I was thinking of clever titles for this blog post, but I feel like puns like “sew cool” and “sew chic” have all been done to death. So scratch that and let’s cut to the chase–
I made a skirt!
I know I sound like a proud parent right now- but photos really do not do it justice. The fabric is vibrant and alive. I got so many compliments when I wore it to work last Tuesday, which made me even prouder of my handiwork- people couldn’t even tell it was homemade! The fabric really made the dress. To all new sewers out there– they say that you should start sewing with cheap fabric first so you don’t spend money on nice-looking fabric and screw it up, but I really believe that you should start sewing with materials that make you want to create something. And if you’re feeling inspired to make something- do it! For too long, I stayed away from sewing cute clothes and projects that excited me because I was intimidated. I didn’t think I “deserved” to buy nice fabric or make cool things other than square-shaped projects (bags, pillowcases, etc.). I wasn’t “there yet.”
Well all that changed when I saw 4 yards of the fabric above at a yard sale. I was like damn it, this fabric is too beautiful for me to pass up. I’m making myself a skirt! And I did it.
I have a book, called Sew what? Skirts that teaches beginners how to sew skirts without patterns. To be honest– for me at least– I think you do need a pattern when you’re starting out, especially if you’ve never taken a sewing class. The only sewing class I’ve ever taken was the complimentary one that was provided after my parents bought my sewing machine. At the class, they taught me how to thread the needle and use the different pressure feet. After that, I was on my own.
That summer, I skimmed sewing blogs every day, but they were all so overwhelming with jargon that I didn’t understand. I made a cloth shopping bag (with awkward handles), a journal cover (that’s in a drawer somewhere), an abundance of headbands (actually pretty cute), and embellished (coughruinedcough) a few tee shirts. I’ve searched for affordable sewing classes, but lessons are extremely hard to come by, and the ones I do find are either overpriced or for children. I signed up for a class 3 months ago with Christmas money, but couldn’t take it because it was cancelled. Apparently not enough people signed up. I have a sinking suspicion that I was the only one who signed up for the class. Do people not want to know how to sew for fun anymore? All I ever find are courses for designers that cost $1000 or $80 kids classes.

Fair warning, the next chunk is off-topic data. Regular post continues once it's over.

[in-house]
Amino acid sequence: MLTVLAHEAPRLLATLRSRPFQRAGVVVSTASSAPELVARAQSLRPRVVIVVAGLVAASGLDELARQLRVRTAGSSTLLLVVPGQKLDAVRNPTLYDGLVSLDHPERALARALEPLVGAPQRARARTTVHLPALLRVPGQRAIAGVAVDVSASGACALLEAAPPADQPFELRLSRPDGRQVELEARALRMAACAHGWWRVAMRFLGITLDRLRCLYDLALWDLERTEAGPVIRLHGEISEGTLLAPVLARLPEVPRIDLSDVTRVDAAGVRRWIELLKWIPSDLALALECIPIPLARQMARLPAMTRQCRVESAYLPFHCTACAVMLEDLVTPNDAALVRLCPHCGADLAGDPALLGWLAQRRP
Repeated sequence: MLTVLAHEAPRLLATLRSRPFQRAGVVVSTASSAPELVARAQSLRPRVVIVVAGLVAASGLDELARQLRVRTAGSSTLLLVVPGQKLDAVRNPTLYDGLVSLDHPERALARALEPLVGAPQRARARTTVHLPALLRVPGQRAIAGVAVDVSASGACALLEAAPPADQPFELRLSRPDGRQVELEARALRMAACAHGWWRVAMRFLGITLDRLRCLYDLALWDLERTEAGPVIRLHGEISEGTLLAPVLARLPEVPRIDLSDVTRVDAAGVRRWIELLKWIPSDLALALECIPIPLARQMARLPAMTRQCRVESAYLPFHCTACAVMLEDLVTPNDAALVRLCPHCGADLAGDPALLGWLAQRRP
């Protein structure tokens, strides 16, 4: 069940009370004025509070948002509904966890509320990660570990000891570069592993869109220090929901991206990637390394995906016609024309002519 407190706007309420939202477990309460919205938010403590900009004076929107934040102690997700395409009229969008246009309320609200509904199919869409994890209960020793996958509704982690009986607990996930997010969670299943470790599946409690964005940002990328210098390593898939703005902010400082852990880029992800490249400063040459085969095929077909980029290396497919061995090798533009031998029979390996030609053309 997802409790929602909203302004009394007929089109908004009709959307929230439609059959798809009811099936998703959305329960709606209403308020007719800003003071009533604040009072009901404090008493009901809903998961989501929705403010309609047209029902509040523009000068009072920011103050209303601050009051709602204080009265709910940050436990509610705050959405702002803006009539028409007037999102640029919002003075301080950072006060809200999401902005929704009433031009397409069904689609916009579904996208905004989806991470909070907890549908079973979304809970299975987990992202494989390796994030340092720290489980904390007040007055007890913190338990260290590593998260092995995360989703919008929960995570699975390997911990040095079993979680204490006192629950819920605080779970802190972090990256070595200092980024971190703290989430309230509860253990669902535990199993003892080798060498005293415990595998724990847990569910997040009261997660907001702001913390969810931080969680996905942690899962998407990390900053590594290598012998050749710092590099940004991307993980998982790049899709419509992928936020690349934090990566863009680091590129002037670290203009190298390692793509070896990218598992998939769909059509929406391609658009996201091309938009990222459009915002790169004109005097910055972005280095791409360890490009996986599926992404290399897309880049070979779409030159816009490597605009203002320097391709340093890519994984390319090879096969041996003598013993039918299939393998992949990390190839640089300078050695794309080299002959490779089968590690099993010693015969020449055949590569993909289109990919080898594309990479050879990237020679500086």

I thought that a circle skirt would be so pretty. But I wasn’t feeling the granny length. So I cut a little over a foot off of the pattern. I didn’t use a compass to precisely cut the line, probably would have been more accurate. But I figured since it was a swishy circle skirt, a crooked hem wouldn’t be readily apparent. So I just used a ruler and eyeballed it. Here’s one section of the front of the skirt with the pattern over it:
There are marks on the pattern that you have to trace onto the wrong side of the fabric. You use tracing paper and a tracer to do that. The tracing paper leaves a bright color on the inside of the fabric that can later be washed off. The marks tell you where to sew and attach certain things.
Here’s that good ole sewing jargon I was telling you about. “Baste?” “Extended seam allowance?” “Zipper foot?”
Sometimes you just have to suck it up and watch a youtube clip. Or four. Thankfully I have a book called the Dressmaker’s Technique Bible, it was invaluable in helping me on the tricker steps that the pattern was tight-lipped about.
When you sew in a different way (whether it be making a button hole, a zipper, a straight line, or a zigzag), you put a different foot on the machine. Here are the different kinds of feet (and the bobbin):
I’d say that putting in the zipper was challenging, but I felt like I really accomplished something when I finished it. And thank God for the pattern of my fabric, man. It really covered up any crooked seams or stitches. Definitely only buying dark and patterned fabrics until I really master using my machine. Another tricky part would have to be the waistband, it took me a while to figure it out. But I got there:
The white business that you see is called interfacing. It’s used to give waistbands a little weight and sturdiness. After the waistband, I sewed the hem. And then I was done.
I still have fabric leftover from the skirt, and I plan to bleach it so that when I make something with it, it’ll look different. I think I’ll bleach the fabric, then stain it with tea so it’ll look vintage. The fabric is a little too firm (non-stretchy? blanking on adjectives) to make a shirt, but I’ll figure something out. Maybe I’ll make an A-line skirt. We’ll see.
How do you like it? Have you done anything crafty lately? Comment below!